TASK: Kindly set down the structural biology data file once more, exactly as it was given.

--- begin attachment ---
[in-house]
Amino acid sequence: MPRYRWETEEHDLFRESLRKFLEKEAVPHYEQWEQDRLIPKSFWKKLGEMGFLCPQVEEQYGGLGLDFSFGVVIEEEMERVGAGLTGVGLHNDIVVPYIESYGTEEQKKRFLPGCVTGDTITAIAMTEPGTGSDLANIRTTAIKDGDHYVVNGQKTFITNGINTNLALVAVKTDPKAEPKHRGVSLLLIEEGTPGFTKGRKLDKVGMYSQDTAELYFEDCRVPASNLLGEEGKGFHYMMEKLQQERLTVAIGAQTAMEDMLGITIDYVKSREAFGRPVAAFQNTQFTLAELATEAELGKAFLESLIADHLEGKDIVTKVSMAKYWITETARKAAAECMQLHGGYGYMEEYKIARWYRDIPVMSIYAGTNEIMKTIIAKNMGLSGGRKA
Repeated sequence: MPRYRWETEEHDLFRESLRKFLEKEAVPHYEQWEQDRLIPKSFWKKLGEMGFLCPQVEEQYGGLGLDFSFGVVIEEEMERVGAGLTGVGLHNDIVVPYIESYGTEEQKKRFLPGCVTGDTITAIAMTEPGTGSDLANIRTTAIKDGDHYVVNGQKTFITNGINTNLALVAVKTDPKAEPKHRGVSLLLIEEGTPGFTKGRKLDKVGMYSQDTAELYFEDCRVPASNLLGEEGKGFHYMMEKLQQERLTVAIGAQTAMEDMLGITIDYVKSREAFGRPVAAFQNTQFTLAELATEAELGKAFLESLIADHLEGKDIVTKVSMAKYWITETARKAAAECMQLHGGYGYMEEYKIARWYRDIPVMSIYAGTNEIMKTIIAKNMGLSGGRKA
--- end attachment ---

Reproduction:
[in-house]
Amino acid sequence: MPRYRWETEEHDLFRESLRKFLEKEAVPHYEQWEQDRLIPKSFWKKLGEMGFLCPQVEEQYGGLGLDFSFGVVIEEEMERVGAGLTGVGLHNDIVVPYIESYGTEEQKKRFLPGCVTGDTITAIAMTEPGTGSDLANIRTTAIKDGDHYVVNGQKTFITNGINTNLALVAVKTDPKAEPKHRGVSLLLIEEGTPGFTKGRKLDKVGMYSQDTAELYFEDCRVPASNLLGEEGKGFHYMMEKLQQERLTVAIGAQTAMEDMLGITIDYVKSREAFGRPVAAFQNTQFTLAELATEAELGKAFLESLIADHLEGKDIVTKVSMAKYWITETARKAAAECMQLHGGYGYMEEYKIARWYRDIPVMSIYAGTNEIMKTIIAKNMGLSGGRKA
Repeated sequence: MPRYRWETEEHDLFRESLRKFLEKEAVPHYEQWEQDRLIPKSFWKKLGEMGFLCPQVEEQYGGLGLDFSFGVVIEEEMERVGAGLTGVGLHNDIVVPYIESYGTEEQKKRFLPGCVTGDTITAIAMTEPGTGSDLANIRTTAIKDGDHYVVNGQKTFITNGINTNLALVAVKTDPKAEPKHRGVSLLLIEEGTPGFTKGRKLDKVGMYSQDTAELYFEDCRVPASNLLGEEGKGFHYMMEKLQQERLTVAIGAQTAMEDMLGITIDYVKSREAFGRPVAAFQNTQFTLAELATEAELGKAFLESLIADHLEGKDIVTKVSMAKYWITETARKAAAECMQLHGGYGYMEEYKIARWYRDIPVMSIYAGTNEIMKTIIAKNMGLSGGRKA